On assignment for Cloth Paper Scissors magazine in December, I spent a day with LA textile designer Graham Keegan. He uses plants such as bougainvillea and sumac from the streets of his Silver Lake neighborhood to dye accessories and bulk yardage. I got to help him pick Peruvian pepper on Sunset Boulevard, brew the leaves into a dye bath, and block-print a scarf in two shades of olive.
I took all the photos for the article, too, which was a first for me. My story is in the July/August issue, but you can catch a sneak peek below.
My favorite thing about journalism (it ain’t the paychecks) is that it connects me with extraordinary people, like 17-year-old Hope Lennox. Throughout high school, the recent graduate of Atlanta’s Pace Academy eschewed football games to stay home and make art, teaching herself to create realistic portraits in glitter. She developed a surprisingly sophisticated take on a medium I associate with cheesy birthday cards! I’m sharing a few of her paintings here, and you can read all about Hope and her process in my profile for the Atlanta INtown paper.
I pestered Print magazine into letting me interview actor and artist Kevin Christy, best known lately for his role as Lester on Showtime’s Masters of Sex. Kevin’s double life fascinates me: He’s a commercial illustrator and fine artist who pays the bills with minor parts for TV and movies. Most freelance creatives have bread-and-butter side gigs, but how many film for Dude, Where’s My Car? in the morning and paint a portrait for the Atlantic in the afternoon?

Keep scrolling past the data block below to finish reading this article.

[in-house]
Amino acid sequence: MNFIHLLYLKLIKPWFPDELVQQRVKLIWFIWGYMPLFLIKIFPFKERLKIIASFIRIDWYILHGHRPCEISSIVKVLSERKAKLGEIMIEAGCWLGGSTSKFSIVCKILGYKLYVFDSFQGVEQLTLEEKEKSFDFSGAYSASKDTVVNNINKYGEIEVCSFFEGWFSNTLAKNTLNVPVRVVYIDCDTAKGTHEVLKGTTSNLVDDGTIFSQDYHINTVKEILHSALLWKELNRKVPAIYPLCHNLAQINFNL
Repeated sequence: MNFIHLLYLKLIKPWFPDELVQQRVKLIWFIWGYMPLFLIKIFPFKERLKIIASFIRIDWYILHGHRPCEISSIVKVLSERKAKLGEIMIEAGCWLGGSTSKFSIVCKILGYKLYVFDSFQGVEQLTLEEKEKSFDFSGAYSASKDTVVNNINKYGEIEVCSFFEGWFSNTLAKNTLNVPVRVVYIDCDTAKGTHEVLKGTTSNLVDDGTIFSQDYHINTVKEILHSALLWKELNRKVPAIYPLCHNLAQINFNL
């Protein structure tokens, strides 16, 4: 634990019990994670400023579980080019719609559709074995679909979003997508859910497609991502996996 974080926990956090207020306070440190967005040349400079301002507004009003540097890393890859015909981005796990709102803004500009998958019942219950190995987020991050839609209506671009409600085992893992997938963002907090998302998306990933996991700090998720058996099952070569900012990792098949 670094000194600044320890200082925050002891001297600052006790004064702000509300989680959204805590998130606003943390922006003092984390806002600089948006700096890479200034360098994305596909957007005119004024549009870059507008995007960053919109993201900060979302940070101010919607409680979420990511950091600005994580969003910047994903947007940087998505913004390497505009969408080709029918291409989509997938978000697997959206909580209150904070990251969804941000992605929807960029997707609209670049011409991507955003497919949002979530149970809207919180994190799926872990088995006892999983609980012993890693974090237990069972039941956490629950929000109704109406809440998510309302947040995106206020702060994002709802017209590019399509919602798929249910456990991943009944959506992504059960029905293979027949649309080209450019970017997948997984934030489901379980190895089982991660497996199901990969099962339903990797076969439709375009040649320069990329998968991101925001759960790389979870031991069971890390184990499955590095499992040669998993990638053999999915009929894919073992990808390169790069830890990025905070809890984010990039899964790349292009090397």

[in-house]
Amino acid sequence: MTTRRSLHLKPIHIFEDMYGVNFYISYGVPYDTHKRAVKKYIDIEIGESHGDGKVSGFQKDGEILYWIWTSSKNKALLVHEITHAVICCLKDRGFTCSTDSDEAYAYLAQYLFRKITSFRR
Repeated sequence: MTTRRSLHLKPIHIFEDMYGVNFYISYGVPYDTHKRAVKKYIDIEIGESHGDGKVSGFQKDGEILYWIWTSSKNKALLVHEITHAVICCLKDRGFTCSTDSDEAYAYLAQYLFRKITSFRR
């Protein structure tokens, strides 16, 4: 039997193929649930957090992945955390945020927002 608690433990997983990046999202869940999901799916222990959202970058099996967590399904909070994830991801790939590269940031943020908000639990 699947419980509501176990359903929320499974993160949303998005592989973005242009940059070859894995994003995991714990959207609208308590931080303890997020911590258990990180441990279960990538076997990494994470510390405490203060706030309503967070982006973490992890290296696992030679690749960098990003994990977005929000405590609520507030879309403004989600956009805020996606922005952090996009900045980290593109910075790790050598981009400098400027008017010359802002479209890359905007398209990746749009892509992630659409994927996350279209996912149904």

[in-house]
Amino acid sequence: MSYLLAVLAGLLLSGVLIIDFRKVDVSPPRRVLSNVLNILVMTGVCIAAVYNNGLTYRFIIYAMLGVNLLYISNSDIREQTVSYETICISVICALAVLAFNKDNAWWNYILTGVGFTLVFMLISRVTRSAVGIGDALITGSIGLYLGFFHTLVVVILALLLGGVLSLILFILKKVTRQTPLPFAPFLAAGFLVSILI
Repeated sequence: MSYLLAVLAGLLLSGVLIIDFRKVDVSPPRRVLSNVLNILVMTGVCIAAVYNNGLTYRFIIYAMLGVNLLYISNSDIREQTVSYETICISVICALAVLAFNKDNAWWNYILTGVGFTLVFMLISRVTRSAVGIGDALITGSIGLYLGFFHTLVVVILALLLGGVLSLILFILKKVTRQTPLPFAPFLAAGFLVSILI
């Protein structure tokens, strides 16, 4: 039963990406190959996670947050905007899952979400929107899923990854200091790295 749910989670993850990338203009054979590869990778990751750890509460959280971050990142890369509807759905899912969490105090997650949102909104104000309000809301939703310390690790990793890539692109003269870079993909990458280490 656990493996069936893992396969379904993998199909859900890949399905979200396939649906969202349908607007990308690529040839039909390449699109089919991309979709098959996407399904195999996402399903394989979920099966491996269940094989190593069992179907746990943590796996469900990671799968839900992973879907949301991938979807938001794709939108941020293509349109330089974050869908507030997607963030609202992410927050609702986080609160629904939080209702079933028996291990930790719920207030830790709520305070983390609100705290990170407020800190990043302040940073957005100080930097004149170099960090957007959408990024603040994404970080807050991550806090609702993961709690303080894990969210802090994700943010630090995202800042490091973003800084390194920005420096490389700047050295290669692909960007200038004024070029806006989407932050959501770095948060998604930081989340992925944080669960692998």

His dual gigs have more in common than I first realized. Rob Clayton, Kevin’s former teacher at Art Center College of Design, put it like this: “Being a character actor is really similar to being an illustrator. Because you get known for a particular thing, people hire you for that thing, and if you get big enough, you’re allowed to change and develop a new thing.”
I think our talk revealed a few valuable lessons for artists and designers, and it’s also good for a few laughs (Kevin does stand-up comedy, too). Have a look on Print’s website and let me know what you think.
Local illustrator Sarah Neuburger’s latest print, titled “Atlanta’s Creative Class,” pays tribute to 50 women who write, photograph, stamp, style, and otherwise boost the arts and crafts scene in our fair Southern city. Yours truly is portrayed in the bottom row, third from the left. I’m honored to share this 12×16-inch stage with some of my closest friends, like Shannon Mulkey from the Indie Craft Experience, as well as talented ladies I’ve been admiring from afar for years. Read more about the project below!